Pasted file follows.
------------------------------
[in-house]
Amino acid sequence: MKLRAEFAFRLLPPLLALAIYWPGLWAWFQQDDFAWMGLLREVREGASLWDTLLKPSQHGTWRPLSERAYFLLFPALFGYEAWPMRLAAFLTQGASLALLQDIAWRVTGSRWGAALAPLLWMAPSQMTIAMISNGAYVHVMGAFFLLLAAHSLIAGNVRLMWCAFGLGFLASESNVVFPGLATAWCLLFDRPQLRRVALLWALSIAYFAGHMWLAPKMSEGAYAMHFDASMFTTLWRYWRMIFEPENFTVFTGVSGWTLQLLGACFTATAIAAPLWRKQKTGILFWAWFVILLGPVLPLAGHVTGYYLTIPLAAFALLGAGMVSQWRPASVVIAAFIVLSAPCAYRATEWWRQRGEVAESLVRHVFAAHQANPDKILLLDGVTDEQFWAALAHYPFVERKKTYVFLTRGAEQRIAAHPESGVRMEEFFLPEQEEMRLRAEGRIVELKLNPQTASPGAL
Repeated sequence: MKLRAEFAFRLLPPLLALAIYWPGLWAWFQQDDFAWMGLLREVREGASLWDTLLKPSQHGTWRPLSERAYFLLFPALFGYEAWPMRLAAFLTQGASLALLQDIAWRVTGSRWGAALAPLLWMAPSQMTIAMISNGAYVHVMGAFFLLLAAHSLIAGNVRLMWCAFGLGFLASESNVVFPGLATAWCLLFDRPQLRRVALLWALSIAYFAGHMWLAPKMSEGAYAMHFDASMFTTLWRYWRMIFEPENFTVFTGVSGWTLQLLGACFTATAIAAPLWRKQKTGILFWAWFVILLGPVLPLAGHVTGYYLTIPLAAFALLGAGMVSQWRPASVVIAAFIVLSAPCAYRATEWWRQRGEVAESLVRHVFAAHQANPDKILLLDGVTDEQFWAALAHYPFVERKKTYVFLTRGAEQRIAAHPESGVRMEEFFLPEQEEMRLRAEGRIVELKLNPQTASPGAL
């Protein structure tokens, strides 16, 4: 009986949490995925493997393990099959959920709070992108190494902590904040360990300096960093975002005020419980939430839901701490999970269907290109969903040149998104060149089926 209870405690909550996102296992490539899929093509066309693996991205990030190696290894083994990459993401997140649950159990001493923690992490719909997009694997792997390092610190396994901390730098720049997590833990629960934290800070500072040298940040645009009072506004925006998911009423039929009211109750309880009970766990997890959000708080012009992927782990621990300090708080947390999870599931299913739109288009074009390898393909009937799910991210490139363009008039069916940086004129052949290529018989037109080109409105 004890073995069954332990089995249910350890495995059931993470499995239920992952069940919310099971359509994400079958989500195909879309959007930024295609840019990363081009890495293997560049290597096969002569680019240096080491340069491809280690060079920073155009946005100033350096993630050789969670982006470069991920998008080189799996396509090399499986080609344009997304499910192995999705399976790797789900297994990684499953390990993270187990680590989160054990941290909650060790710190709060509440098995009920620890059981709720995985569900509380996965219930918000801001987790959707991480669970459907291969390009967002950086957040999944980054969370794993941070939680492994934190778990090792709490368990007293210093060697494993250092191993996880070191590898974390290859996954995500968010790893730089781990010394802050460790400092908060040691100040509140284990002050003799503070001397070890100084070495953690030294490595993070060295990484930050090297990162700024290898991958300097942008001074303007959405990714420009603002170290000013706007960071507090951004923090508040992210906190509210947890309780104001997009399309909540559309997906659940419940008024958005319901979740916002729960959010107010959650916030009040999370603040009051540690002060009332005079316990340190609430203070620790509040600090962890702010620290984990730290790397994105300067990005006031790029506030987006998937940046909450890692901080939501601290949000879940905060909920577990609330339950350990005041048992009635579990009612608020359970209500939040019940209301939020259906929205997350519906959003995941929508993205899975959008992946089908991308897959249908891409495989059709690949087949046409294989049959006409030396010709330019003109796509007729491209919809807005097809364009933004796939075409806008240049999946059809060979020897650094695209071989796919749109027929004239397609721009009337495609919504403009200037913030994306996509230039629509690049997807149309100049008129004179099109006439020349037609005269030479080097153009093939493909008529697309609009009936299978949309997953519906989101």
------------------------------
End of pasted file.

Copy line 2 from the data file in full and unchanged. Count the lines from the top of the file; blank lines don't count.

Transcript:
Amino acid sequence: MKLRAEFAFRLLPPLLALAIYWPGLWAWFQQDDFAWMGLLREVREGASLWDTLLKPSQHGTWRPLSERAYFLLFPALFGYEAWPMRLAAFLTQGASLALLQDIAWRVTGSRWGAALAPLLWMAPSQMTIAMISNGAYVHVMGAFFLLLAAHSLIAGNVRLMWCAFGLGFLASESNVVFPGLATAWCLLFDRPQLRRVALLWALSIAYFAGHMWLAPKMSEGAYAMHFDASMFTTLWRYWRMIFEPENFTVFTGVSGWTLQLLGACFTATAIAAPLWRKQKTGILFWAWFVILLGPVLPLAGHVTGYYLTIPLAAFALLGAGMVSQWRPASVVIAAFIVLSAPCAYRATEWWRQRGEVAESLVRHVFAAHQANPDKILLLDGVTDEQFWAALAHYPFVERKKTYVFLTRGAEQRIAAHPESGVRMEEFFLPEQEEMRLRAEGRIVELKLNPQTASPGAL